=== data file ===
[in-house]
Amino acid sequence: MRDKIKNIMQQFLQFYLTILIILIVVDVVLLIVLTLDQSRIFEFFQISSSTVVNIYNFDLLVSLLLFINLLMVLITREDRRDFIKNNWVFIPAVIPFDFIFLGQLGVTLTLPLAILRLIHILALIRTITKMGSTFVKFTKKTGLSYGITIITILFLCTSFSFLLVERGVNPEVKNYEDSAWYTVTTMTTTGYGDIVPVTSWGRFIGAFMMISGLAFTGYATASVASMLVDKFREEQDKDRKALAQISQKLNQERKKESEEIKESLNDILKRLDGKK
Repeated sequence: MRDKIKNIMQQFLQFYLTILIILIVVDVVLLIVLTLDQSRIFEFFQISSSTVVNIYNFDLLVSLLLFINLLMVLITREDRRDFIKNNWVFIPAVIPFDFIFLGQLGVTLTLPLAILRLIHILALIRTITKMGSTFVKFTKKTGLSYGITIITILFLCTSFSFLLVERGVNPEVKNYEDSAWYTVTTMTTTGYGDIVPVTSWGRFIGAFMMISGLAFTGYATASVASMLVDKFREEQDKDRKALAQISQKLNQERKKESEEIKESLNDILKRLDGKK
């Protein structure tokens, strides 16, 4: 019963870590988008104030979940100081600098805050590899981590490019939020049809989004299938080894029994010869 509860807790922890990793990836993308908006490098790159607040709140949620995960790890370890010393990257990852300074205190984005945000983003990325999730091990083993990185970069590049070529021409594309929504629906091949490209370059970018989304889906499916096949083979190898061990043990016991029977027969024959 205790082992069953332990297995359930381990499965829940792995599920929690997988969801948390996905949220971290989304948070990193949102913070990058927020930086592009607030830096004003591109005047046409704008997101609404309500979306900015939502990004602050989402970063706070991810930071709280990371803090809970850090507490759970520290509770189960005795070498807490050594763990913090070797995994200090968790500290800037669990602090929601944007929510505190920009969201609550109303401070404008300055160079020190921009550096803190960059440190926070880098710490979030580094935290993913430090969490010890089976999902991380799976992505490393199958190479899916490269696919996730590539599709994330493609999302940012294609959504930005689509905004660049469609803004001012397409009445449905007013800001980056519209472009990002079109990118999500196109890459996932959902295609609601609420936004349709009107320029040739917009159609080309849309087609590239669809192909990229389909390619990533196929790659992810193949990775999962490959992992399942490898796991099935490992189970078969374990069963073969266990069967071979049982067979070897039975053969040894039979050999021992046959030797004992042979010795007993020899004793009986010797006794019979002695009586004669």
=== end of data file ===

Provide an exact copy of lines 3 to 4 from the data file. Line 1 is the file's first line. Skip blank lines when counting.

Repeated sequence: MRDKIKNIMQQFLQFYLTILIILIVVDVVLLIVLTLDQSRIFEFFQISSSTVVNIYNFDLLVSLLLFINLLMVLITREDRRDFIKNNWVFIPAVIPFDFIFLGQLGVTLTLPLAILRLIHILALIRTITKMGSTFVKFTKKTGLSYGITIITILFLCTSFSFLLVERGVNPEVKNYEDSAWYTVTTMTTTGYGDIVPVTSWGRFIGAFMMISGLAFTGYATASVASMLVDKFREEQDKDRKALAQISQKLNQERKKESEEIKESLNDILKRLDGKK
């Protein structure tokens, strides 16, 4: 019963870590988008104030979940100081600098805050590899981590490019939020049809989004299938080894029994010869 509860807790922890990793990836993308908006490098790159607040709140949620995960790890370890010393990257990852300074205190984005945000983003990325999730091990083993990185970069590049070529021409594309929504629906091949490209370059970018989304889906499916096949083979190898061990043990016991029977027969024959 205790082992069953332990297995359930381990499965829940792995599920929690997988969801948390996905949220971290989304948070990193949102913070990058927020930086592009607030830096004003591109005047046409704008997101609404309500979306900015939502990004602050989402970063706070991810930071709280990371803090809970850090507490759970520290509770189960005795070498807490050594763990913090070797995994200090968790500290800037669990602090929601944007929510505190920009969201609550109303401070404008300055160079020190921009550096803190960059440190926070880098710490979030580094935290993913430090969490010890089976999902991380799976992505490393199958190479899916490269696919996730590539599709994330493609999302940012294609959504930005689509905004660049469609803004001012397409009445449905007013800001980056519209472009990002079109990118999500196109890459996932959902295609609601609420936004349709009107320029040739917009159609080309849309087609590239669809192909990229389909390619990533196929790659992810193949990775999962490959992992399942490898796991099935490992189970078969374990069963073969266990069967071979049982067979070897039975053969040894039979050999021992046959030797004992042979010795007993020899004793009986010797006794019979002695009586004669």